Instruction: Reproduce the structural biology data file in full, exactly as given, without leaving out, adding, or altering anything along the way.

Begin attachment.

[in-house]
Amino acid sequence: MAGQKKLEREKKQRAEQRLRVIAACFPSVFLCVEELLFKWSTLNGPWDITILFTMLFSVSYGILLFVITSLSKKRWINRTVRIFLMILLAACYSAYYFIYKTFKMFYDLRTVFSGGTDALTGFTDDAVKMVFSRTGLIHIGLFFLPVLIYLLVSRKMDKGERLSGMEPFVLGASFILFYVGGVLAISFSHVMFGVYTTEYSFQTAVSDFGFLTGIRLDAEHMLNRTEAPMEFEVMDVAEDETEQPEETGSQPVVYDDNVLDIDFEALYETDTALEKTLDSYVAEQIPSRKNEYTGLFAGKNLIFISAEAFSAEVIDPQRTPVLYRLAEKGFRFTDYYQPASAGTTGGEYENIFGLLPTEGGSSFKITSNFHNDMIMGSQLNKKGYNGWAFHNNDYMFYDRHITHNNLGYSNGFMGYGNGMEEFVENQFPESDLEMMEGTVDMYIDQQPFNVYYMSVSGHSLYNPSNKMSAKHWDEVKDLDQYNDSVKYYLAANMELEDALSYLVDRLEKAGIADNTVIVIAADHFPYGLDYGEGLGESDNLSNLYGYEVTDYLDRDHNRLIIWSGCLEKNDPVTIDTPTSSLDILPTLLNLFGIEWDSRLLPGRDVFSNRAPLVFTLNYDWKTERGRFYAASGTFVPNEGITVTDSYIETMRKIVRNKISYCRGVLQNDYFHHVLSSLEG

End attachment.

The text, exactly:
[in-house]
Amino acid sequence: MAGQKKLEREKKQRAEQRLRVIAACFPSVFLCVEELLFKWSTLNGPWDITILFTMLFSVSYGILLFVITSLSKKRWINRTVRIFLMILLAACYSAYYFIYKTFKMFYDLRTVFSGGTDALTGFTDDAVKMVFSRTGLIHIGLFFLPVLIYLLVSRKMDKGERLSGMEPFVLGASFILFYVGGVLAISFSHVMFGVYTTEYSFQTAVSDFGFLTGIRLDAEHMLNRTEAPMEFEVMDVAEDETEQPEETGSQPVVYDDNVLDIDFEALYETDTALEKTLDSYVAEQIPSRKNEYTGLFAGKNLIFISAEAFSAEVIDPQRTPVLYRLAEKGFRFTDYYQPASAGTTGGEYENIFGLLPTEGGSSFKITSNFHNDMIMGSQLNKKGYNGWAFHNNDYMFYDRHITHNNLGYSNGFMGYGNGMEEFVENQFPESDLEMMEGTVDMYIDQQPFNVYYMSVSGHSLYNPSNKMSAKHWDEVKDLDQYNDSVKYYLAANMELEDALSYLVDRLEKAGIADNTVIVIAADHFPYGLDYGEGLGESDNLSNLYGYEVTDYLDRDHNRLIIWSGCLEKNDPVTIDTPTSSLDILPTLLNLFGIEWDSRLLPGRDVFSNRAPLVFTLNYDWKTERGRFYAASGTFVPNEGITVTDSYIETMRKIVRNKISYCRGVLQNDYFHHVLSSLEG